Linux is a popular operating system, especially for businesses, but users of certain Samsung laptops have been getting nasty shocks when installing the OS on those particular computers.
The problem has to do with the less straightforward method of installing Linux and the SecureBoot feature of UEFI BIOS.
Basically, trying to install the open source operating system can brick the notebook beyond repair.
OS installation mishaps can usually be repaired by reinstalling the software from the beginning, but that won't work here.
The error leads to a corruption of the BIOS that is only discovered after the installation process is finished and the system is rebooted.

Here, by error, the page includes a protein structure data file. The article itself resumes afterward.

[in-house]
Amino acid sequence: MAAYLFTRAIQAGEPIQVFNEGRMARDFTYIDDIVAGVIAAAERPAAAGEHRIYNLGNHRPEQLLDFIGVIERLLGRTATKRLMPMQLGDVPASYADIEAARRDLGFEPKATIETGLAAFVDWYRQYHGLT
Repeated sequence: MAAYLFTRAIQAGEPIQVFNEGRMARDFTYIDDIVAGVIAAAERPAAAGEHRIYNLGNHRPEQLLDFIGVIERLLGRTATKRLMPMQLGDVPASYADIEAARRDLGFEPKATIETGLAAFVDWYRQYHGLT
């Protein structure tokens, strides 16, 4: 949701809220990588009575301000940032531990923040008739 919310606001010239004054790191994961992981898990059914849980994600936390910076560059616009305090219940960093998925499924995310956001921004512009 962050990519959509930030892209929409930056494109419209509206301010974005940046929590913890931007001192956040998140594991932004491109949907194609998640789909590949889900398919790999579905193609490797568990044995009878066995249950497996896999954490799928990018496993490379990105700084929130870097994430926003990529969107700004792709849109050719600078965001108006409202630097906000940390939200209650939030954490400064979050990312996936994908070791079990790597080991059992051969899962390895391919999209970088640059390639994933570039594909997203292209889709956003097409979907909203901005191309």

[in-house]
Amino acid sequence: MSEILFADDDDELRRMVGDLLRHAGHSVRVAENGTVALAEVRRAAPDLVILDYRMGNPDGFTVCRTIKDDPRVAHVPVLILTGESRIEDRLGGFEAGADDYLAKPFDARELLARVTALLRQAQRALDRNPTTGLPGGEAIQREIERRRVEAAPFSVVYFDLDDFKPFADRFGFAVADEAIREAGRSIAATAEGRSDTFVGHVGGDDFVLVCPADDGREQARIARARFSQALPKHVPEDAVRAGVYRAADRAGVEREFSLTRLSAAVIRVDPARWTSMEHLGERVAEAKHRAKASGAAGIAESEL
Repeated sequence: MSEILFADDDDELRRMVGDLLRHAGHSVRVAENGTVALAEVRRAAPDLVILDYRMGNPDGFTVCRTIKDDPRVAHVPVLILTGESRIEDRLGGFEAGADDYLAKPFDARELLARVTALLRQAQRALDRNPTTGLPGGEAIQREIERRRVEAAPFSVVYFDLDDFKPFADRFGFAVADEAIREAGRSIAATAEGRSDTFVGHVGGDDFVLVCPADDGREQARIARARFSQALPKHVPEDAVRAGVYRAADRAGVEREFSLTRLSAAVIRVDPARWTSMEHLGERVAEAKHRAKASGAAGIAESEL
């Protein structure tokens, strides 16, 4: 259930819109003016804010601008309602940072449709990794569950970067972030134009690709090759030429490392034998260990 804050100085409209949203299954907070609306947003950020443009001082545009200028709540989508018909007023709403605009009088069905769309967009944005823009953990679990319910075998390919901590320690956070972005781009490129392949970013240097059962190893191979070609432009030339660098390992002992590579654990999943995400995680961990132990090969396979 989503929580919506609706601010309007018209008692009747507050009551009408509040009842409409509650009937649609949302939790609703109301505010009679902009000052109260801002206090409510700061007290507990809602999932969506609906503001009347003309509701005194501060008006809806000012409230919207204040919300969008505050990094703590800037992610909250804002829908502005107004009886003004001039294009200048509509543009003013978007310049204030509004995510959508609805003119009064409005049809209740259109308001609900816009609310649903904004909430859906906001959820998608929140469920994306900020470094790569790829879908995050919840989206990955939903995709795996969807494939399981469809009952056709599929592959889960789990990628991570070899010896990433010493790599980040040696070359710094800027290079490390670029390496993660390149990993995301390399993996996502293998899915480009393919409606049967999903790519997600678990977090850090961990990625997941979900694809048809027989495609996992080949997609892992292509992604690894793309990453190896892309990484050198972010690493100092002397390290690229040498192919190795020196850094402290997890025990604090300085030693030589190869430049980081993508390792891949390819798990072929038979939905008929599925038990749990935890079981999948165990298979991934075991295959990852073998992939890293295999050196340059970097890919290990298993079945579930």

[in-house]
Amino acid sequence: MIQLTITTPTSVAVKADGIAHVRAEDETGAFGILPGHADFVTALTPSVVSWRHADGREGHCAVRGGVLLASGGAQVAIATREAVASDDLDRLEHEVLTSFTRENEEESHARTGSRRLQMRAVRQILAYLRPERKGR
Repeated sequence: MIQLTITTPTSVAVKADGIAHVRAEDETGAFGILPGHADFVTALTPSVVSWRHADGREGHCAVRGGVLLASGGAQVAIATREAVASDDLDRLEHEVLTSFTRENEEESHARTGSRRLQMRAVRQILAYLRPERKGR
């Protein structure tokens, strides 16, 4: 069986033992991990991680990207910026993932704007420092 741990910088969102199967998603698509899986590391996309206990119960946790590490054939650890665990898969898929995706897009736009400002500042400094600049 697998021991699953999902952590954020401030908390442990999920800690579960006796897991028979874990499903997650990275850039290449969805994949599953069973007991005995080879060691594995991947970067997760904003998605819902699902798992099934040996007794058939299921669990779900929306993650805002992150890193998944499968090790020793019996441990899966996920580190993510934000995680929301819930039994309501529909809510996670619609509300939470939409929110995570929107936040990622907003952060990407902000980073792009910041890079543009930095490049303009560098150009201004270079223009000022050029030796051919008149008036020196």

Bricked systems cannot recover. They need the motherboard replaced entirely since the BIOS chip is rendered useless.
Changing Linux Kernels can avoid this disaster, but it doesn't eliminate the problem since it is a hardware issue.
Some UEFI BIOSes have some free space that can be written to in the event of a crash. In other words, it stores error logs and such.
When too many characters are written there, however, the EFI ROM becomes flooded and cannot recover after rebooting.
This is a design failure in UEFI, truth be told, since the problem could have been avoided by making the address space of the writable CMOS RAM totally separate from the boot code.
At the end of the day, Linux isn't at fault at all, since it only takes random data scribed on the UEFI to brick the affected Samsung notebooks. This has been demonstrated in Windows.
In layman terms, Samsung's Laptop UEFI bug can crop up in any operation that needs data logs to be written in the UEFI BIOS. The company should be able to develop a firmware fix, but no word has been heard of such an endeavor as of yet. More coverage here.